European grapevine moth

(Lobesia botrana)

Generally occurring all over Europe, multivoltine, hazardous vine pest. Mostly it harms together with the vine moth. It winters as a pupa, under the bark of the grapevines.

Food plant:

Grape, occasionally gooseberry, red currant


The caterpillars of the first generation destroy the buds and the early berries by weaving some parts of the bunches, that may cause the complete death of some parts of the bunch. The caterpillars of the second generation chew in to the ripening fruit, and though their direct harm is not significant, but the chewed berries may lead to botrytis cinerea.


It winters as a pupa, under the bark of the grapevines. The swarming of the first generation usually starts at the end of April. The second generation starts swarming from the end of June, whereas the third one from mid-August. Usually the first and second swarming are more intense. The third swarming is of variable strength. The female moths lay their eggs on to the bunches. The body of the larva is greenish-grey, its head is yellow.

Recommended protection:

The first protection is recommended right after the first peak swarming, with a product of long-lasting effect. Close to the time of the second peak swarming the protection is more effective with chemicals of short-term effect, since the third swarm may be very weak and another spraying is not necessary in that case, therefore the fruit and the environment will not be contaminated during ripening.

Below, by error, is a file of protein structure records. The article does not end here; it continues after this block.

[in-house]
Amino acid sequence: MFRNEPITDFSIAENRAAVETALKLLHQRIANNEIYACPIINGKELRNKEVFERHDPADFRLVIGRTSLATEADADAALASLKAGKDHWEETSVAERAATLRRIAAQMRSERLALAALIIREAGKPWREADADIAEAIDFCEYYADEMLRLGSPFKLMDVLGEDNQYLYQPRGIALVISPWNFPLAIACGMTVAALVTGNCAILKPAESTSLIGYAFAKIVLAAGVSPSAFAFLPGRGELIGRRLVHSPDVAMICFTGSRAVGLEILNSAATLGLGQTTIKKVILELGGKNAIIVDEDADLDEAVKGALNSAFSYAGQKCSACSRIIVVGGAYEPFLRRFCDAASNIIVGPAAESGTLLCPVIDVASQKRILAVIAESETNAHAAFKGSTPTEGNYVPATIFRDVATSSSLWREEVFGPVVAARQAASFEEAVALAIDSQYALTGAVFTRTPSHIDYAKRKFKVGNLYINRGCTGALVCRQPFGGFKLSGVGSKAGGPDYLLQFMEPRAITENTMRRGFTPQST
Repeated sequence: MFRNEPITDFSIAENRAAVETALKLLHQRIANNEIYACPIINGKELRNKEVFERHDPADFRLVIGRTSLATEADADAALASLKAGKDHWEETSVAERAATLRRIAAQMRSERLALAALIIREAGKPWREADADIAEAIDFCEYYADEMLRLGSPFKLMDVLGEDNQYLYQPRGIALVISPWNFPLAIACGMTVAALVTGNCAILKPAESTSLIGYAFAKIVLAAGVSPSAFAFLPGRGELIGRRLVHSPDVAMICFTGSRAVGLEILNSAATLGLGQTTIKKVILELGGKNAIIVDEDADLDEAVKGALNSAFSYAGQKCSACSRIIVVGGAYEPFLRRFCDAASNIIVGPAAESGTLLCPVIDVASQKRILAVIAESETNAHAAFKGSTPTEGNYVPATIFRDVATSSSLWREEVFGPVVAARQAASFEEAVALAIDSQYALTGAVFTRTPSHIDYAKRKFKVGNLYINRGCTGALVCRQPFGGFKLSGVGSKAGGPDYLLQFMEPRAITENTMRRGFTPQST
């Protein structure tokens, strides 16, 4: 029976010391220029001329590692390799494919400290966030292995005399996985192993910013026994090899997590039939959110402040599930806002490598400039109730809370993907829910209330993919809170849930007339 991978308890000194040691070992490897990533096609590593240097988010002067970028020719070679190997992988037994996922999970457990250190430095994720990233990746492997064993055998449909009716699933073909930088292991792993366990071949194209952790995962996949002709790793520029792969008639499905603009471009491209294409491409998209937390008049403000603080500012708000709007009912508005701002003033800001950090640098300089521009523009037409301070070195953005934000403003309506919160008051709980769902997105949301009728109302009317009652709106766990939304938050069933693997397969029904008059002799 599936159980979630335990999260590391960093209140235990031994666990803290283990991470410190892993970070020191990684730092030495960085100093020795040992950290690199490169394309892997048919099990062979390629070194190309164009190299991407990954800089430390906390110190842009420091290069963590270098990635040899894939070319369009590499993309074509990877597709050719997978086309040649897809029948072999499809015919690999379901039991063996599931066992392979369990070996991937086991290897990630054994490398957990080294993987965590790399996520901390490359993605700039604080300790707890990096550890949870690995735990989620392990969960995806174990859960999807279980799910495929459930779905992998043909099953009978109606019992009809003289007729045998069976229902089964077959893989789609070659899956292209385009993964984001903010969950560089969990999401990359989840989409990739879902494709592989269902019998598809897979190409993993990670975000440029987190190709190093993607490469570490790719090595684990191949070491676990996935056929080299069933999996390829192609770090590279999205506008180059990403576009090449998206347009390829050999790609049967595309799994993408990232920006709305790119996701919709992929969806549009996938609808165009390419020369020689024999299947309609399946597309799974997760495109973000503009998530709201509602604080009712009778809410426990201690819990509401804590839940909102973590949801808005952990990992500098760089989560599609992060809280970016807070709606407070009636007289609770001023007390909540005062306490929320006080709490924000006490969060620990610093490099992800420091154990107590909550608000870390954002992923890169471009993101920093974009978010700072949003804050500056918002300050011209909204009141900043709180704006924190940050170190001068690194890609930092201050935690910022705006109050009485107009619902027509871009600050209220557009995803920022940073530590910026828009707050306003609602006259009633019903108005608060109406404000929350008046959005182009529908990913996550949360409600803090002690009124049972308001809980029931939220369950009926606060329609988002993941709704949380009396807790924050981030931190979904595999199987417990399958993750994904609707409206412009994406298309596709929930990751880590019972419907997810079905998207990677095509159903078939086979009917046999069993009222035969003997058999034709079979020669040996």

Pheromone trap placement:

Trap placement is recommended from mid-April, therefore the swarming and the accurate time of protection are well definable. Replace the dispenser and the sticky boards in every 6-7 weeks, preferably not around the time of peak swarming.

Check the traps twice a week. Pheromone traps capture the vine pests very selectively. Count the number of moths captured in the particular period and note the number. The swarming dynamics are visible from the data and the time of intervention is definable. Should the trap capture too few moths, even at peak swarming time, it refers to low infection. In this case the moths can be captured by placing some further traps in smaller gardens and the population can be controlled without spraying, so that we can preserve our environment.

Empirical swarming curve of the European grapevine moth in Central-Europe:

The introduced empirical swarming curve was prepared by using data of many years, however the swarming may be different depending on the weather and the microclimate of the arable land, therefore the thorough observation of swarming is also important.

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